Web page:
Family Life  
Food Security  
Social Institutions  
Social Relationships  
Spiritual Beliefs  

Click on arrows
to find more
these themes










Jirile (midlands)


January 1997


The narrator clearly feels life was better in “the old days”. He focuses mainly on farming, land use and declining land productivity. He frequently refers to not liking intermarriage with other groups and says he thinks that the spread of disease today is because of people travelling and mixing with outsiders. He believes that the future lies with educating people.

detailed breakdown

You will need a password from Panos to view the full transcript of the interview. To apply for a password, click here.

Once you have a password, click here to go to the beginning of the transcript. You can also click on any section of the breakdown of content below and go straight to the corresponding part of the transcript.


Section 1  Land use, economy and social structure “in the old days” – people had larger plots, land taxes (paid in honey and salt) were light and people knew their station in society. Land redistribution, cultivation of smaller plots and removal of soil bunds (embankments), causing soil erosion. Not enough food anymore but people are well dressed.
Section 2  Social occasions, e.g. weddings, in the past – people were generous with hospitality because the land produced a sufficiency. Nowadays, people have large families and the land cannot support them all. Relationship between Muslims and Christians, role of artisans, current problems of intermarriage different religious and social groups.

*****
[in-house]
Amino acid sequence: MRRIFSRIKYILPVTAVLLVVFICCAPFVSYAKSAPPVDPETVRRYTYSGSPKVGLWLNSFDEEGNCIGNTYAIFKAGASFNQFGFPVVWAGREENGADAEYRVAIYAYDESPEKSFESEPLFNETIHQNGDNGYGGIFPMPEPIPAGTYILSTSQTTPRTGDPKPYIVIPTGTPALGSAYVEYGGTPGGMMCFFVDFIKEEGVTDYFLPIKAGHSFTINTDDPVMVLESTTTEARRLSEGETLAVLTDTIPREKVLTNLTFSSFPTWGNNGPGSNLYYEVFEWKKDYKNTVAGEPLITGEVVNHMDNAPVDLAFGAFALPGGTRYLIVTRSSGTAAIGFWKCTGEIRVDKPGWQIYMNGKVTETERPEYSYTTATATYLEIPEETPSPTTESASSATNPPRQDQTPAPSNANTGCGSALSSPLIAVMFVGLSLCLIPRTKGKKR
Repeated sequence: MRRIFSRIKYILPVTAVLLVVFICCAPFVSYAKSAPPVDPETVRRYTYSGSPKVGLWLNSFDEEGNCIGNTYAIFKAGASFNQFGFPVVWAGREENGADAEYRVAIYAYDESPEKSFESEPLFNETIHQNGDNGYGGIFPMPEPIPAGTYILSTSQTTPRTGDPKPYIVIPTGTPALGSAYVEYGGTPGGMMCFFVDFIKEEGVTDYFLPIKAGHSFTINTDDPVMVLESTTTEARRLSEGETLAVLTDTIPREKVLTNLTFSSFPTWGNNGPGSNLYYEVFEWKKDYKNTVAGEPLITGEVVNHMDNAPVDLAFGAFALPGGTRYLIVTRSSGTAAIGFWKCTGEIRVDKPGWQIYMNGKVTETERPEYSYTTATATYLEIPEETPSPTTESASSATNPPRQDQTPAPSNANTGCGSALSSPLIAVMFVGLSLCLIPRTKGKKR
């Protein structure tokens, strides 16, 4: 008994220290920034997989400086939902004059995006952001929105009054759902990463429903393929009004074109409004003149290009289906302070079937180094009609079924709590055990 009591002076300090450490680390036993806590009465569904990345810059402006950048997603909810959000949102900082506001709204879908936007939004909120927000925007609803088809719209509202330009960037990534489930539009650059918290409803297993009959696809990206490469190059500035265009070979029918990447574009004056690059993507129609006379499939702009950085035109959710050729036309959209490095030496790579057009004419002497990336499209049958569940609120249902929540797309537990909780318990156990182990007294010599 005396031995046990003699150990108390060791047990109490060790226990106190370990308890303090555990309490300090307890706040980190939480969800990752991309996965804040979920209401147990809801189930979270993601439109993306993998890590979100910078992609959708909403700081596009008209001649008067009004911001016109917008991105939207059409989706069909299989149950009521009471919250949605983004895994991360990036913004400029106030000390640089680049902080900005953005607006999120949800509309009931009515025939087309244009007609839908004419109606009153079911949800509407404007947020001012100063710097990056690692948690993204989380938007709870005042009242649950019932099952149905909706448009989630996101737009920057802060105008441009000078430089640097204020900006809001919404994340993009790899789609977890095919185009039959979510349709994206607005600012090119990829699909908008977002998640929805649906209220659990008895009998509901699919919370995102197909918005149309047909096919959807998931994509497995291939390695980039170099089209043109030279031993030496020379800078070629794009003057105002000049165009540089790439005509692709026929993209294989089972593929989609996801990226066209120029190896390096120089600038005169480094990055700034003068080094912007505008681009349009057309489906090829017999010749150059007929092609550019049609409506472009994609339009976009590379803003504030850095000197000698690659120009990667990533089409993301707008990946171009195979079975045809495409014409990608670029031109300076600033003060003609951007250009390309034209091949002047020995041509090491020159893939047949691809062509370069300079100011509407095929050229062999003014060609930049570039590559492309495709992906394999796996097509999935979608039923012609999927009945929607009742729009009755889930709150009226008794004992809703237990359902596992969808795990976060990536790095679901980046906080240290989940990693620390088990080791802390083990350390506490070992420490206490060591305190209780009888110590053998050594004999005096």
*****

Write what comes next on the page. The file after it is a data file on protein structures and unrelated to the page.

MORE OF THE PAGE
Section 3  Education – narrator too poor to give his children an education; says educated people can “protect the soil from erosion and the land from usurpers”. Foreign aid – says this would be appreciated. Communications – has not travelled outside his area; few people with radios.
Section 3-4  Diseases in the past – smallpox, pneumonia and malaria – and how people cured or guarded against these. Nowadays, spread of “unknown” diseases (to the towns) brought by sexual contact with other parts of the world: “even if our fathers were unfaithful, they did not have sexual relations with people in the towns”.
Section 4-5  Age of marriage – because of population increase and for the sake of young people’s health the narrator says he is coming to accept the Derg’s advice that girls should not marry before the age of 15 or men before 20.
Section 5  Food deficiency makes girls “weak” – when they eat regularly they are not so “easily seduced”. Wealth of fruit-bearing trees and livestock in the past. Famines over the years and how people coped. People now becoming dependent on food handouts from overseas.